Work-life balance can be easily overwhelmed in management roles.

    Conservative culture mirrors some utilities, with few women and minorities in technical roles.

    Advice to Management

    A serious effort needs to be made to foster professional development, especially for early-career employees in technical roles. Educational courses and externships would be highly valuable.

    Employee distrust of management will only increase as the use of corporate buzzwords in company communications increases. Executive absence from offices adds to the perception that they are disconnected from employees.

  8. Helpful (5)

    Terrible corporate culture

    • Comp & Benefits
    • Senior Management
    • Culture & Values
    Former Employee - Anonymous Employee
    Former Employee - Anonymous Employee

    I worked at Electric Power Research Institute (EPRI)

    Doesn't Recommend
    Doesn't Recommend

    Pros

    Honestly none. Compensation is mediocre. Good luck moving up.

    Cons

    It's hard to work when all everyone does is pass the blame to the lower ranking guys

    Advice to Management

    Because you're in upper management doesn't mean you treat them however you please.
    That explains why the "trust" in the company was a 48% in a survey

  9. Helpful (2)

    Not a good experience overall....

    • Comp & Benefits
    • Work/Life Balance
    • Senior Management
    • Culture & Values
    • Career Opportunities
    Current Employee - Anonymous in Charlotte, NC (US)
    Current Employee - Anonymous in Charlotte, NC (US)

    I have been working at Electric Power Research Institute (EPRI) full-time (more than 3 years)

    Negative Outlook
    Approves of CEO
    Negative Outlook
    Approves of CEO

    Pros

    The compensation is average but high for a non-profit. Benefits are good. The company itself is pretty good but the cons listed below overshadow the admirable mission and good points.

    Cons

    Where do I begin? Culture is brutal. At the lower levels it is a pretty friendly collaborative culture but the bullying from the director level has gotten way out of hand. In spite of poor survey results, lost talent and feedback on the issues nothing really ever changes. If these issues were dealt with the company would be a great place to work. However, don't hold your breath. Leadership is rather out of touch so that may contribute to the management dysfunction that paralyzes the organization.

    Advice to Management

    You can't reach your potential if you don't have the right people. The company needs leadership. Stop assuming that just because they were hired or promoted they are the best fit for EPRI. Deal with your hard management decisions and let the company move forward. One bad manager is not worth your entire talent pool.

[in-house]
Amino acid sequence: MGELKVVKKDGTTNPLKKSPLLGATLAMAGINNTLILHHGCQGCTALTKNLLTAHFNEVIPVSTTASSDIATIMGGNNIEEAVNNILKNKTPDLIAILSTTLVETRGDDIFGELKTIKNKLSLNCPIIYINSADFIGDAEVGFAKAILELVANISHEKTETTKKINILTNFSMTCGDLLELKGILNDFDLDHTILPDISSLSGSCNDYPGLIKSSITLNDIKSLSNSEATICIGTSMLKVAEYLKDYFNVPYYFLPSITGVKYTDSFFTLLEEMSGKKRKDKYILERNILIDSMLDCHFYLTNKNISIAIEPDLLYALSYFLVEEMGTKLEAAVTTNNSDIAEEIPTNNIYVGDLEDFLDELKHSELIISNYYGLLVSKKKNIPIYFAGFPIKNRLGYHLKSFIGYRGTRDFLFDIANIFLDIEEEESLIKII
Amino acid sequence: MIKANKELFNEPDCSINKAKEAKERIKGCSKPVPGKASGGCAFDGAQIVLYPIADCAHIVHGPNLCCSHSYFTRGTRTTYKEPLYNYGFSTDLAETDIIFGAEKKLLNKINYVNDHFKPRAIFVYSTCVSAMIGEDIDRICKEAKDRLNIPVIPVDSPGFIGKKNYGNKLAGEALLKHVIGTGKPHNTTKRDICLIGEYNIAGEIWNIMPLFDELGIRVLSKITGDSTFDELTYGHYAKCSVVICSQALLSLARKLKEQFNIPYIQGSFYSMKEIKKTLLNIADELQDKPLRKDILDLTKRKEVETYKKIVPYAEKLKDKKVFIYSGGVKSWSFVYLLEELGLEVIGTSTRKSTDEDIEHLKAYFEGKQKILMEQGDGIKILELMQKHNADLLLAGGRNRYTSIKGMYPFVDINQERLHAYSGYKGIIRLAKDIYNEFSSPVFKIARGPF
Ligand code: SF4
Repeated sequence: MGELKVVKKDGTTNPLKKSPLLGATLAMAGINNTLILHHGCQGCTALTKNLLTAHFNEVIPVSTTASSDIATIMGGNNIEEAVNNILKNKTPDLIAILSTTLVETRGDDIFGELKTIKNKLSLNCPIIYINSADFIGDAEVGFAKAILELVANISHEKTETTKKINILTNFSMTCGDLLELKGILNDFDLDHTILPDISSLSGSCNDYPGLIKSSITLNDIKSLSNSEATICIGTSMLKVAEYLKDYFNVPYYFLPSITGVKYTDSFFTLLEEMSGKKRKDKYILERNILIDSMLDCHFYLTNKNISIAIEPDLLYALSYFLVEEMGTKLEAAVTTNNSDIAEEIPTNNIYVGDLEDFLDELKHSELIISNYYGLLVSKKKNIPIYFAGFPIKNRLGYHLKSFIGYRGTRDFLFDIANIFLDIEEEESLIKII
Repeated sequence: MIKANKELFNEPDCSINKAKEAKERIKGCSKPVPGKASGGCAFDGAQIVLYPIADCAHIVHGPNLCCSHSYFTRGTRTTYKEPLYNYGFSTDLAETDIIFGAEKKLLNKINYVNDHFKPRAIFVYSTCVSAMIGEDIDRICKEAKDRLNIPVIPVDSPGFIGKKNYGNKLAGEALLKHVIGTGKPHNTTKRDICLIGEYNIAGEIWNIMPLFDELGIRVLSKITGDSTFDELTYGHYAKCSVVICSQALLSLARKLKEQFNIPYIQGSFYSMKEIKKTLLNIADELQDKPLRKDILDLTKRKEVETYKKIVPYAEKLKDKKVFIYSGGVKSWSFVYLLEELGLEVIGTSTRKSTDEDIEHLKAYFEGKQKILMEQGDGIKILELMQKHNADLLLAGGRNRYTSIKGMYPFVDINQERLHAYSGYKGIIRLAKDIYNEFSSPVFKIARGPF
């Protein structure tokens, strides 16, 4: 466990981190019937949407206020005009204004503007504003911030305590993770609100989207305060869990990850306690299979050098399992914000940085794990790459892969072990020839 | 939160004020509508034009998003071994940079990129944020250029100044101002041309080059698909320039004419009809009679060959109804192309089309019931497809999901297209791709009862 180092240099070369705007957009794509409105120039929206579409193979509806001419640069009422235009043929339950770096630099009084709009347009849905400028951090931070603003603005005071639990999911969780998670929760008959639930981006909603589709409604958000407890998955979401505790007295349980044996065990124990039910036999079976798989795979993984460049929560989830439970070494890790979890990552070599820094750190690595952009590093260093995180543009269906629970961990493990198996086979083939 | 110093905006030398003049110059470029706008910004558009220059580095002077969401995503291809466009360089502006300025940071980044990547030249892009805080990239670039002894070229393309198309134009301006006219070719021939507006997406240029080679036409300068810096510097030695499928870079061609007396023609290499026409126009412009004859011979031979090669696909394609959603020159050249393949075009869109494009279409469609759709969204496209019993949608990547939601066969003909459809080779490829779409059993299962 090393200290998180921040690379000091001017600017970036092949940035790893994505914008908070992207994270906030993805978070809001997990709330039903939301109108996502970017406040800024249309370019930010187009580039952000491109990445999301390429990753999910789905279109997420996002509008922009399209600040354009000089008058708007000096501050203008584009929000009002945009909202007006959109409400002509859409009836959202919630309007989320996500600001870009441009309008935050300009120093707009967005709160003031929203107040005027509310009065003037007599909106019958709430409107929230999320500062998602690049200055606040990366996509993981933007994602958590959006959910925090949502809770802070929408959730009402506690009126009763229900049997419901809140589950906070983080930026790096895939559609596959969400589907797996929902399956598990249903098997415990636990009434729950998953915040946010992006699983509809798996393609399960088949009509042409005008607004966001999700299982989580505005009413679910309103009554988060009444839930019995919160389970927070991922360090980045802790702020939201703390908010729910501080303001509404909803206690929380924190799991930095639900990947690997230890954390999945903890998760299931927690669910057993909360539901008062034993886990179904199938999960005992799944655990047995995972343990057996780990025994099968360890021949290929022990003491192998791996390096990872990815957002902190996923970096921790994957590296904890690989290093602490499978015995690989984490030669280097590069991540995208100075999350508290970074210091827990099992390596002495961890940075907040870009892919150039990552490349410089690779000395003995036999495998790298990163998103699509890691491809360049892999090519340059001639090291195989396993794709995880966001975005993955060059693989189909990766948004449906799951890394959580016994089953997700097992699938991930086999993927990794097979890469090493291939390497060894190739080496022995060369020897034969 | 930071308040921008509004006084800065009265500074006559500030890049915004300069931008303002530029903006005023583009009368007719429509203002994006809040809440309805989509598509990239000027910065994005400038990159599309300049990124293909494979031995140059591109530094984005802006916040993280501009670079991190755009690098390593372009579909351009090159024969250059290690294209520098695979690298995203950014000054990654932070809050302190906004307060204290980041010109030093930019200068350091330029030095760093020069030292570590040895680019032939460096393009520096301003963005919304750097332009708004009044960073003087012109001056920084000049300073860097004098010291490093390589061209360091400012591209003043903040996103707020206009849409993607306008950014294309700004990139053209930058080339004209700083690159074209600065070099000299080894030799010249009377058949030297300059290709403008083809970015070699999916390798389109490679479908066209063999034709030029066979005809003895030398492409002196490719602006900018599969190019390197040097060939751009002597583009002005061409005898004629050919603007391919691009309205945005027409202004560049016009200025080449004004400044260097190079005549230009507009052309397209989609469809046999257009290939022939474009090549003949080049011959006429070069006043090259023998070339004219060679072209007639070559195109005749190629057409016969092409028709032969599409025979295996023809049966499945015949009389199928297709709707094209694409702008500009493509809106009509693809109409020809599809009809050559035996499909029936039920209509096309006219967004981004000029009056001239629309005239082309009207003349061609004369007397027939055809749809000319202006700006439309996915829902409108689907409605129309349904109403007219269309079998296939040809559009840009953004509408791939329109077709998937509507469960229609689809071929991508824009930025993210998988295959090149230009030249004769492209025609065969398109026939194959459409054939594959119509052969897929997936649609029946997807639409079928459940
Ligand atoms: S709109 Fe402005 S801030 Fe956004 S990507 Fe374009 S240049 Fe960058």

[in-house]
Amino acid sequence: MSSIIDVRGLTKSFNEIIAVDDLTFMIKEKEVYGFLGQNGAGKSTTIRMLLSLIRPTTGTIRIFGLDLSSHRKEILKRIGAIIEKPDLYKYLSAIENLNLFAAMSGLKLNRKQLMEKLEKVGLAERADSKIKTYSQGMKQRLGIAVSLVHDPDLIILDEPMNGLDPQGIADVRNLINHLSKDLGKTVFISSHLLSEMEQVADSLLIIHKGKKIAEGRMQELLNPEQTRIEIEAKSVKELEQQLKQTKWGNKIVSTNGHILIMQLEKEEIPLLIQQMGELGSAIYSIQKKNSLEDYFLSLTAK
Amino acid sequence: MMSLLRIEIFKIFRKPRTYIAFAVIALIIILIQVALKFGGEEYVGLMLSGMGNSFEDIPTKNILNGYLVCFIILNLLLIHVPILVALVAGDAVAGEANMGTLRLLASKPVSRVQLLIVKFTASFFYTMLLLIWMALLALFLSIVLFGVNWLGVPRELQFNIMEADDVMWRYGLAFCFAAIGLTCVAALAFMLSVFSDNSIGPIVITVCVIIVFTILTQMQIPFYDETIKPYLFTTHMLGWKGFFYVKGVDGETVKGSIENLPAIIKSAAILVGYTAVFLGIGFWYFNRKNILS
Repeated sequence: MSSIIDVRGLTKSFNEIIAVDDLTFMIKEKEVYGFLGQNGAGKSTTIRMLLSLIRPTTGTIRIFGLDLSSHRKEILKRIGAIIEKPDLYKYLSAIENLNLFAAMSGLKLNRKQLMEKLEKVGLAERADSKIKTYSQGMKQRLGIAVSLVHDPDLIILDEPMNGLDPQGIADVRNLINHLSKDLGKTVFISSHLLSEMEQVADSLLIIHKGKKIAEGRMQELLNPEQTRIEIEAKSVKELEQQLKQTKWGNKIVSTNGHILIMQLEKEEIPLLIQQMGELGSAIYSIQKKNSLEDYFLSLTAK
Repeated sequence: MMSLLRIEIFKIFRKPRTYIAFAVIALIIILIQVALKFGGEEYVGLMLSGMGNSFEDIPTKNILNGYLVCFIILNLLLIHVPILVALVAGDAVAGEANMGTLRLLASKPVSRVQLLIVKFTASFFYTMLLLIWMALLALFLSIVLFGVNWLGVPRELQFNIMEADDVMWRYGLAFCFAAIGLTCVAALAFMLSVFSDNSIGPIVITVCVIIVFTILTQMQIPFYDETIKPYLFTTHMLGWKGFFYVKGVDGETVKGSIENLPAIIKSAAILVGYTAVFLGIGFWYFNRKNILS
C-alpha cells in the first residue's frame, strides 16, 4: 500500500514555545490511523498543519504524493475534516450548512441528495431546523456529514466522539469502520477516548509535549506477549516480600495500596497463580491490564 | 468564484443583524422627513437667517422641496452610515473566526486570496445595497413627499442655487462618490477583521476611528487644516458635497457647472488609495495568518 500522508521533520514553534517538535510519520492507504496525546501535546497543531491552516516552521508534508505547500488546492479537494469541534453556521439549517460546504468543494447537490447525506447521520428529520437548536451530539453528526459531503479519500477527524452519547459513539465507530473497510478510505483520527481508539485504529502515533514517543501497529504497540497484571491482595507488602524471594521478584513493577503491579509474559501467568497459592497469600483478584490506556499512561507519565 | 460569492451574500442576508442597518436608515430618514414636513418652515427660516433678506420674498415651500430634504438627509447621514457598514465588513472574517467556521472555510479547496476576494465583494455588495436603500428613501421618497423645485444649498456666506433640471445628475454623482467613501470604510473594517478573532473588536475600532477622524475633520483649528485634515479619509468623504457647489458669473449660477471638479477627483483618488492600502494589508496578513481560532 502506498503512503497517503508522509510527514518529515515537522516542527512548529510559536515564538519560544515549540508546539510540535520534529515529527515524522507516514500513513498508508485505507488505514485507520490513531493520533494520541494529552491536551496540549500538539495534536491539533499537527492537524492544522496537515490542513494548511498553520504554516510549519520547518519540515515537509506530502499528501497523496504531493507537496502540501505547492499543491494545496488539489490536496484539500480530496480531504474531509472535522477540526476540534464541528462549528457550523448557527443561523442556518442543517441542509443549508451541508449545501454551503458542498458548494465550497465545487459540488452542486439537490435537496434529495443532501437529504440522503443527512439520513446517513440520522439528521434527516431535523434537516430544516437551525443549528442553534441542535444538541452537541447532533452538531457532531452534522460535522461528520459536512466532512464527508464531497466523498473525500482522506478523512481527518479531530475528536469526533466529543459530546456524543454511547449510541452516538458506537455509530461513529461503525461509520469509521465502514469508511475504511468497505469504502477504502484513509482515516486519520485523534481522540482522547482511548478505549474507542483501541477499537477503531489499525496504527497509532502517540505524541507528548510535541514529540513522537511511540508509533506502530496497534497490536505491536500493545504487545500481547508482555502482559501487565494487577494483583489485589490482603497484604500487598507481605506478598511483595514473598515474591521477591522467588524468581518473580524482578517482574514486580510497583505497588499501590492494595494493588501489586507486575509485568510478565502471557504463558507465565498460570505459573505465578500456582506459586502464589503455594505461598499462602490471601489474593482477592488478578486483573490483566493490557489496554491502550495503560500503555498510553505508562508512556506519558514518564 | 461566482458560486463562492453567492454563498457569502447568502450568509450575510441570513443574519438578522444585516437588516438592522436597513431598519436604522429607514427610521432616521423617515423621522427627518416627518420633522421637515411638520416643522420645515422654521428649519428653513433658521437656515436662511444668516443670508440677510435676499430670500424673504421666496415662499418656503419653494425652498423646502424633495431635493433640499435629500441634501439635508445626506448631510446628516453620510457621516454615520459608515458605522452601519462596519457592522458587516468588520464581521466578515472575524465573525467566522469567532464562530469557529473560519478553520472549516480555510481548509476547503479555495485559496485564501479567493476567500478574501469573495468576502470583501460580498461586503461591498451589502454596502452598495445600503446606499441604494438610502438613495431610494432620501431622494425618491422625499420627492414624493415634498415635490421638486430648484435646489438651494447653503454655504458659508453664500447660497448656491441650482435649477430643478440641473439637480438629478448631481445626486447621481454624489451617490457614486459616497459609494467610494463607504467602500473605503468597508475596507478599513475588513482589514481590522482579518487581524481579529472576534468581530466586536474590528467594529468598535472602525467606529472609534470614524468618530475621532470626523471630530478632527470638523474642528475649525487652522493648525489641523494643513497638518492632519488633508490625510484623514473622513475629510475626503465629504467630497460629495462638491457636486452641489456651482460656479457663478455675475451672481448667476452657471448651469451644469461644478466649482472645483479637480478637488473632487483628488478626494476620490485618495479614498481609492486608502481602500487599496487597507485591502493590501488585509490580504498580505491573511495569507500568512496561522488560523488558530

10. Fairly Good Research Organization

    • Comp & Benefits
    • Work/Life Balance
    • Senior Management
    • Culture & Values
    • Career Opportunities
    Former Employee - Project Manager - Fossil Power Generation in Charlotte, NC (US)
    Former Employee - Project Manager - Fossil Power Generation in Charlotte, NC (US)

    I worked at Electric Power Research Institute (EPRI)

    Recommends
    Neutral Outlook
    No opinion of CEO
    Recommends
    Neutral Outlook
    No opinion of CEO

    Pros

    Worked on interesting Engineering Research projects.
    Interacted with knowledgeable technical professional in the field.
    Learned research project management.
    Attended and participated in many different professional seminars and events.
    Good research environment.

    Cons

    Too much theory, more practical experiments are needed.

    Advice to Management

    Management need to let project team to practical experiment in the field to gain the inside problem of the participated members.

  11. Helpful (5)

    Bad place to work if your in IT

    • Comp & Benefits
    • Work/Life Balance
    • Senior Management
    • Culture & Values
    • Career Opportunities
    Former Employee - Anonymous Employee
    Former Employee - Anonymous Employee

    I worked at Electric Power Research Institute (EPRI)

    Doesn't Recommend
    Neutral Outlook
    Disapproves of CEO
    Doesn't Recommend
    Neutral Outlook
    Disapproves of CEO

    Pros

    Supports training, co-workers are skilled and hard working

    Cons

    Communication, management, very little growth potential, Long term vision, Low salary

    Advice to Management

    Officers should review the REAL what, where, when and why's of the overall health of the IT organization. There needs to be a true stewardship of the IT Organization as a whole. It would be an eye opener to see what is really going on under the covers.